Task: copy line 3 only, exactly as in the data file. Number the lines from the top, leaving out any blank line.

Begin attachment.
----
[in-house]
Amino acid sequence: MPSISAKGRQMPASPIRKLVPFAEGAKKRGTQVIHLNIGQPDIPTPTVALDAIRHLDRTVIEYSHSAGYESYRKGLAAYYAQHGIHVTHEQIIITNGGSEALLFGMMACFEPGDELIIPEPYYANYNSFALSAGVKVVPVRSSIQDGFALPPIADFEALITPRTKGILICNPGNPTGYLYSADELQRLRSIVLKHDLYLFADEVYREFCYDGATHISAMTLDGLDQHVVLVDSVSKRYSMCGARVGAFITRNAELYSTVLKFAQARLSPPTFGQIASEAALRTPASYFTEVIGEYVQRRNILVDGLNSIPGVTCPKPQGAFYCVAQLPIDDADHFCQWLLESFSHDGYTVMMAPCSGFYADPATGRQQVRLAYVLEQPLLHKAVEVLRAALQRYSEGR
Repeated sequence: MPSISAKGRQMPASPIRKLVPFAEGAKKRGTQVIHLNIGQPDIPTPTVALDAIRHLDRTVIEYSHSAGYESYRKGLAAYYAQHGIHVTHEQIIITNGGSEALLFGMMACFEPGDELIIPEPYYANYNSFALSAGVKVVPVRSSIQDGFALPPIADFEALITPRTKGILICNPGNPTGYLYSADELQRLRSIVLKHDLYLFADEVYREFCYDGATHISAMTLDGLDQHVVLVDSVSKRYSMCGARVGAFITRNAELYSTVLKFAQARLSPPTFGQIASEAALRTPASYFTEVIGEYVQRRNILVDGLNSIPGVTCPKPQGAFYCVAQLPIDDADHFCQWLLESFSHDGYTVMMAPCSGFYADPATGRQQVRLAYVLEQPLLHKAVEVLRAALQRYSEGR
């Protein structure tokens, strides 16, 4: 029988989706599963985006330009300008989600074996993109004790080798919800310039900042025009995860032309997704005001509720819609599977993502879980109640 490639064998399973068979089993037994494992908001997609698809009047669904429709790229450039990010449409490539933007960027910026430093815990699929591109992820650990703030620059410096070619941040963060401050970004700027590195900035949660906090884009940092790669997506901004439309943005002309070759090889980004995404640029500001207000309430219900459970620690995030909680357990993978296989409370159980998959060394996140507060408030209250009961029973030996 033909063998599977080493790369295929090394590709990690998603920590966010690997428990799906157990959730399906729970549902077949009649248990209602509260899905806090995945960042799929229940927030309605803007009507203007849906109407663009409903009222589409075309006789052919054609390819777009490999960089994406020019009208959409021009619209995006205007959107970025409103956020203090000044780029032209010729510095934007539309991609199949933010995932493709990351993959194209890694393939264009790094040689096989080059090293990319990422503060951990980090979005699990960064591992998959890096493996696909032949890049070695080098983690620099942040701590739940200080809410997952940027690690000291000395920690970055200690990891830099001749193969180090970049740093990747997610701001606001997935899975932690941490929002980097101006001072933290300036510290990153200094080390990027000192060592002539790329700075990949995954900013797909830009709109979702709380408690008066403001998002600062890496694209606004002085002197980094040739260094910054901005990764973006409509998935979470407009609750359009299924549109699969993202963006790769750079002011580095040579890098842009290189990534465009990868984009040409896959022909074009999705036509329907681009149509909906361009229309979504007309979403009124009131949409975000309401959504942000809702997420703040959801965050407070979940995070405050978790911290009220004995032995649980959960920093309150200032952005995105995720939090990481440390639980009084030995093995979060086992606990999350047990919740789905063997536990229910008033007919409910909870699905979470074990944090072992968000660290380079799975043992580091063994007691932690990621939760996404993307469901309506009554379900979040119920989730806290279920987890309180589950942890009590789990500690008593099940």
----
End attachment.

Repeated sequence: MPSISAKGRQMPASPIRKLVPFAEGAKKRGTQVIHLNIGQPDIPTPTVALDAIRHLDRTVIEYSHSAGYESYRKGLAAYYAQHGIHVTHEQIIITNGGSEALLFGMMACFEPGDELIIPEPYYANYNSFALSAGVKVVPVRSSIQDGFALPPIADFEALITPRTKGILICNPGNPTGYLYSADELQRLRSIVLKHDLYLFADEVYREFCYDGATHISAMTLDGLDQHVVLVDSVSKRYSMCGARVGAFITRNAELYSTVLKFAQARLSPPTFGQIASEAALRTPASYFTEVIGEYVQRRNILVDGLNSIPGVTCPKPQGAFYCVAQLPIDDADHFCQWLLESFSHDGYTVMMAPCSGFYADPATGRQQVRLAYVLEQPLLHKAVEVLRAALQRYSEGR